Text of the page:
McEwen must stay
Last month the editor of Urgent Communications, Glenn Bischoff, endorsed the leadership of Chief Harlin McEwen as chairman of the Public Safety Spectrum Trust (PSST). Bischoff pointed out that under unusually trying circumstances, McEwen has worked tirelessly to include first responders in the next generation of wireless broadband communications.
Recently, FCC Acting Chairman Michael Copps re-stated his commitment to solving the continued unacceptable condition of public-safety communications across the country.
I am stepping forward as a voice from within public safety to make sure McEwen is recognized as the most important advocate for first-responder communications and as such must remain at the helm of the PSST.
McEwen has been involved with nearly every aspect of the 700 MHz D Block proceeding since it commenced. As PSST chairman he has worked tirelessly with others from within and outside the PSST, juggling many complicated facets including politics, technology, business and organizational matters that have evolved since the PSST was named the nationwide licensee for the public-safety broadband spectrum. The knowledge gained during this complex proceeding is not achieved overnight, and McEwen’s experience cannot be replicated.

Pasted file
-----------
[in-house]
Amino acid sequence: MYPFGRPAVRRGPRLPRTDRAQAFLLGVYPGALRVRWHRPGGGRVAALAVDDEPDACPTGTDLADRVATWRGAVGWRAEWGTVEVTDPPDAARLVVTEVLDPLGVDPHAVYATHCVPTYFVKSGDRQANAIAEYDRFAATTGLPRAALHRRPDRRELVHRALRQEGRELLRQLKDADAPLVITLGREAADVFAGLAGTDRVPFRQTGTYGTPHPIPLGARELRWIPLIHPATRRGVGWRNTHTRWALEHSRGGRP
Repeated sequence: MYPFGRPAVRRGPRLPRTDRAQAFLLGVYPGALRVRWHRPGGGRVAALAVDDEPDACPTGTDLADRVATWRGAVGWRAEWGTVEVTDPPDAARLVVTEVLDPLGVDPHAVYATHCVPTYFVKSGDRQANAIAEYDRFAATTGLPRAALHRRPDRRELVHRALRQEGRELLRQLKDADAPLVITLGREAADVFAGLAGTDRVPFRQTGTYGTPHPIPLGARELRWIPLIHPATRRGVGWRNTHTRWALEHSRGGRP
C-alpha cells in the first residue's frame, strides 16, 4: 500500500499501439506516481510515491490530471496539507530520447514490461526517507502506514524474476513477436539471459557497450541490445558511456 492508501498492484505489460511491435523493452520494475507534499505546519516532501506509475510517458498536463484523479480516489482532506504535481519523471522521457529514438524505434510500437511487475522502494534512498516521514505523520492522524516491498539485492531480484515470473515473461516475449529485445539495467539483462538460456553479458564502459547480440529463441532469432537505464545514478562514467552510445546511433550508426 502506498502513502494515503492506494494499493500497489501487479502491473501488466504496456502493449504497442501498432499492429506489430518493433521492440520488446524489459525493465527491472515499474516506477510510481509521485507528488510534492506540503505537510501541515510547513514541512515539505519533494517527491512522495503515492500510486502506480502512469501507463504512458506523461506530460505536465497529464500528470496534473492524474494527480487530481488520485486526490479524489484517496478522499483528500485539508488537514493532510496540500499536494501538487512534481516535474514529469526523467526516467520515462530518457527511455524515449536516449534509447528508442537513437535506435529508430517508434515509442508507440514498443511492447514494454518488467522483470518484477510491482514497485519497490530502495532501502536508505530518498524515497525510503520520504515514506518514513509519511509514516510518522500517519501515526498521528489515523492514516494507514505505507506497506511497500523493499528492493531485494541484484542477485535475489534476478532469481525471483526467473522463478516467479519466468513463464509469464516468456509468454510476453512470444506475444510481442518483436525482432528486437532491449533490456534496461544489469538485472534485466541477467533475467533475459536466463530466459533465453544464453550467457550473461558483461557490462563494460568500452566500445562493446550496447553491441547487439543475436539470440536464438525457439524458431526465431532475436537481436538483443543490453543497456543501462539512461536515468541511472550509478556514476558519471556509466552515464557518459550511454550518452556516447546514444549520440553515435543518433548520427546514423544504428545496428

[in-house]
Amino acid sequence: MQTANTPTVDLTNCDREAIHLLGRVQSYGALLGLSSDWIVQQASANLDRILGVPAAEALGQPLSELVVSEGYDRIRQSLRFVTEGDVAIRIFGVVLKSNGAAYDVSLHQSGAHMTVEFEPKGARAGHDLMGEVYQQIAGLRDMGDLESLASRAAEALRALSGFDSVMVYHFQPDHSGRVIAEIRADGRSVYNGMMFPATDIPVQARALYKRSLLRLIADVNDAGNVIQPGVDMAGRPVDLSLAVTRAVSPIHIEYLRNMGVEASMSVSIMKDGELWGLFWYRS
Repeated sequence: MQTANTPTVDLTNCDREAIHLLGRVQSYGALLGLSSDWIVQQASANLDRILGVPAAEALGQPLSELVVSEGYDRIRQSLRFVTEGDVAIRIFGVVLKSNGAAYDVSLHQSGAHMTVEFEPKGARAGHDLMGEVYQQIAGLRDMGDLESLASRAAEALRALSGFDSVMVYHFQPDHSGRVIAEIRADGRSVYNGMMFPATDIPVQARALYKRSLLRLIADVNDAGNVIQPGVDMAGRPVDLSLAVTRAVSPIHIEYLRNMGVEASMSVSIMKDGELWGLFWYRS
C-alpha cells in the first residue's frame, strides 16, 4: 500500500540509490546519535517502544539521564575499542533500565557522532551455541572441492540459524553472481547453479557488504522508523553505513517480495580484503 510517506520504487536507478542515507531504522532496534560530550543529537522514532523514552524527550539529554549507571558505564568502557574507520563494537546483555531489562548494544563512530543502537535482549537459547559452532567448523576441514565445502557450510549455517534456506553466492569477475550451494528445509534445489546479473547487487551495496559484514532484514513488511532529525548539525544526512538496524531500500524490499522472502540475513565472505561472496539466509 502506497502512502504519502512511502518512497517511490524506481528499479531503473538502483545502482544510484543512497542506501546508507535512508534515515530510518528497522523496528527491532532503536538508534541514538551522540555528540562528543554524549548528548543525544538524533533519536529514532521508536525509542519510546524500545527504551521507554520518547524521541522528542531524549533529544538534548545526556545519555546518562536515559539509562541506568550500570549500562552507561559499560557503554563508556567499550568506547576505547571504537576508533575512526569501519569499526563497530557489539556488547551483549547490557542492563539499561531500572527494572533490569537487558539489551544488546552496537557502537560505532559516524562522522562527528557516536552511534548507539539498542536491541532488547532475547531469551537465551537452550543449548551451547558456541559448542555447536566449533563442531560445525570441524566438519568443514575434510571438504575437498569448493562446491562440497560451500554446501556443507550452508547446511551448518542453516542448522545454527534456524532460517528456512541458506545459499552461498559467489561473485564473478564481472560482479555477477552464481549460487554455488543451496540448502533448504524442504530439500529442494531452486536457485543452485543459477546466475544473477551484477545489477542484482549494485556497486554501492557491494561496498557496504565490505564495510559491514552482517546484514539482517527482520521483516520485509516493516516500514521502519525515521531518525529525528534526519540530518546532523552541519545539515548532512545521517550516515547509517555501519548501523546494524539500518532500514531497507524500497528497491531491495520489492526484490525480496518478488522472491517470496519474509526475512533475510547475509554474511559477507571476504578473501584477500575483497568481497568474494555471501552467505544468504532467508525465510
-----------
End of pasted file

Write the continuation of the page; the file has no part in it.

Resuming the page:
McEwen is liked and sometimes disliked for one simple reason — he’s an effective leader. Leadership at major U.S. telecom companies is backed by millions of dollars used to promote their agenda in the interest of their shareholders. Without those resources, McEwen still is effective for the PSST because of his vast knowledge and experience regarding public-safety communications, backed by the fact that his peers in public safety know his reputation as an uncompromised and effective advocate for their cause.
McEwen’s vision and passion for bringing state-of-the-art communications to first responders has helped the 700 MHz D Block concept come as far as it has today. And despite the voices in public safety looking out for their own parochial interests, ignoring the best chance for true nationwide interoperability on a uniform platform, public safety has never been as unified as it is today in terms of the FCC’s current proposal. And much of that is due to McEwen’s unwavering advocacy.
McEwen has taken an uncompromised approach to looking at the big picture with a vision toward a nationwide system that promises to change the paradigm by which public safety communicates today, transforming it into a platform that continues to evolve public-safety broadband applications in a way that is affordable and feasible. And while the naysayers — even within public safety — say it cannot be done, McEwen, in his trademark tireless and irrepressible manner, pushes on for public safety.
Some say that McEwen is intimidating. To that I say, thank goodness. Powerful, well-financed corporate interests are at play in Washington making certain that they get what they want. At the same time it’s refreshing to know that a counter-balancing advocate has a seat at the table making certain that the interests of public safety are represented — and that name tag should continue to belong to McEwen. His dedication to improving public-safety communications is without comparison. He has managed the interests of the PSST according to the FCC’s guidelines, and he remains the right person for the job.
Charles Werner is chief of the Charlottesville (Va.) Fire Department. He serves as SAFECOM Executive Committee chair and IAFC Technology Council chair, and he is a member of the NPSTC Governing Board.